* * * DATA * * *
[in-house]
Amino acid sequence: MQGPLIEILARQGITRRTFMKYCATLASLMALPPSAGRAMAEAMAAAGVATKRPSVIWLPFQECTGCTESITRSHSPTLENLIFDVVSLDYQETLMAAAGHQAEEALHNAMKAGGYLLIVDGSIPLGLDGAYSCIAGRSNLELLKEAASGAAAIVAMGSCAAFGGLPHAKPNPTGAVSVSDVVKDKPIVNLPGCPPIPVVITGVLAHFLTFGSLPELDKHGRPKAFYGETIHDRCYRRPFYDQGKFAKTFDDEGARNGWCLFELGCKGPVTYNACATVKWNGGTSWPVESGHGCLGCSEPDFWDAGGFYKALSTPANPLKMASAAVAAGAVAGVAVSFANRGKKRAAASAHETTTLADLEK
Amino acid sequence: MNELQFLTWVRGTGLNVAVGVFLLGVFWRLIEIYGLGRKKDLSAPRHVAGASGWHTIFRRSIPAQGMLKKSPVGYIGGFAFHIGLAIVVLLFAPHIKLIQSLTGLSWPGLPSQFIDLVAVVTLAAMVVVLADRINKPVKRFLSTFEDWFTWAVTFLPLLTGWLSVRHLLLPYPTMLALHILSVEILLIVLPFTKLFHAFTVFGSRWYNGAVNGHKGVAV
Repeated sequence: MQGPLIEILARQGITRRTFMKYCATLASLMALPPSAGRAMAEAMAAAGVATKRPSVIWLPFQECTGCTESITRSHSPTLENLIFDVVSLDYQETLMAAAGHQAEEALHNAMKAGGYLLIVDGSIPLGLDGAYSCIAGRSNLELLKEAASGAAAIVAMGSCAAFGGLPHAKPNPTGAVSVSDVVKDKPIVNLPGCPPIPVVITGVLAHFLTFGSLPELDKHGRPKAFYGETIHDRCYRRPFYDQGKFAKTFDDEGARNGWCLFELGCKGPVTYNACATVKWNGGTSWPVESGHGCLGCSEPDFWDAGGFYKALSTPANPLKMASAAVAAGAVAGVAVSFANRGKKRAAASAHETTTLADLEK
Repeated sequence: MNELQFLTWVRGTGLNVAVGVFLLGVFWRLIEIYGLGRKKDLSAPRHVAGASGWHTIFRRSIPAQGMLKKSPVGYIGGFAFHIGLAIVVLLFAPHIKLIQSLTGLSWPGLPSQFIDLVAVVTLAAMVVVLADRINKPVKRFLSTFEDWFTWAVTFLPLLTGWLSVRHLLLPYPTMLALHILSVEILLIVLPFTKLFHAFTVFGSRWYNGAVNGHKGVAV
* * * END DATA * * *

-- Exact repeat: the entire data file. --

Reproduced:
[in-house]
Amino acid sequence: MQGPLIEILARQGITRRTFMKYCATLASLMALPPSAGRAMAEAMAAAGVATKRPSVIWLPFQECTGCTESITRSHSPTLENLIFDVVSLDYQETLMAAAGHQAEEALHNAMKAGGYLLIVDGSIPLGLDGAYSCIAGRSNLELLKEAASGAAAIVAMGSCAAFGGLPHAKPNPTGAVSVSDVVKDKPIVNLPGCPPIPVVITGVLAHFLTFGSLPELDKHGRPKAFYGETIHDRCYRRPFYDQGKFAKTFDDEGARNGWCLFELGCKGPVTYNACATVKWNGGTSWPVESGHGCLGCSEPDFWDAGGFYKALSTPANPLKMASAAVAAGAVAGVAVSFANRGKKRAAASAHETTTLADLEK
Amino acid sequence: MNELQFLTWVRGTGLNVAVGVFLLGVFWRLIEIYGLGRKKDLSAPRHVAGASGWHTIFRRSIPAQGMLKKSPVGYIGGFAFHIGLAIVVLLFAPHIKLIQSLTGLSWPGLPSQFIDLVAVVTLAAMVVVLADRINKPVKRFLSTFEDWFTWAVTFLPLLTGWLSVRHLLLPYPTMLALHILSVEILLIVLPFTKLFHAFTVFGSRWYNGAVNGHKGVAV
Repeated sequence: MQGPLIEILARQGITRRTFMKYCATLASLMALPPSAGRAMAEAMAAAGVATKRPSVIWLPFQECTGCTESITRSHSPTLENLIFDVVSLDYQETLMAAAGHQAEEALHNAMKAGGYLLIVDGSIPLGLDGAYSCIAGRSNLELLKEAASGAAAIVAMGSCAAFGGLPHAKPNPTGAVSVSDVVKDKPIVNLPGCPPIPVVITGVLAHFLTFGSLPELDKHGRPKAFYGETIHDRCYRRPFYDQGKFAKTFDDEGARNGWCLFELGCKGPVTYNACATVKWNGGTSWPVESGHGCLGCSEPDFWDAGGFYKALSTPANPLKMASAAVAAGAVAGVAVSFANRGKKRAAASAHETTTLADLEK
Repeated sequence: MNELQFLTWVRGTGLNVAVGVFLLGVFWRLIEIYGLGRKKDLSAPRHVAGASGWHTIFRRSIPAQGMLKKSPVGYIGGFAFHIGLAIVVLLFAPHIKLIQSLTGLSWPGLPSQFIDLVAVVTLAAMVVVLADRINKPVKRFLSTFEDWFTWAVTFLPLLTGWLSVRHLLLPYPTMLALHILSVEILLIVLPFTKLFHAFTVFGSRWYNGAVNGHKGVAV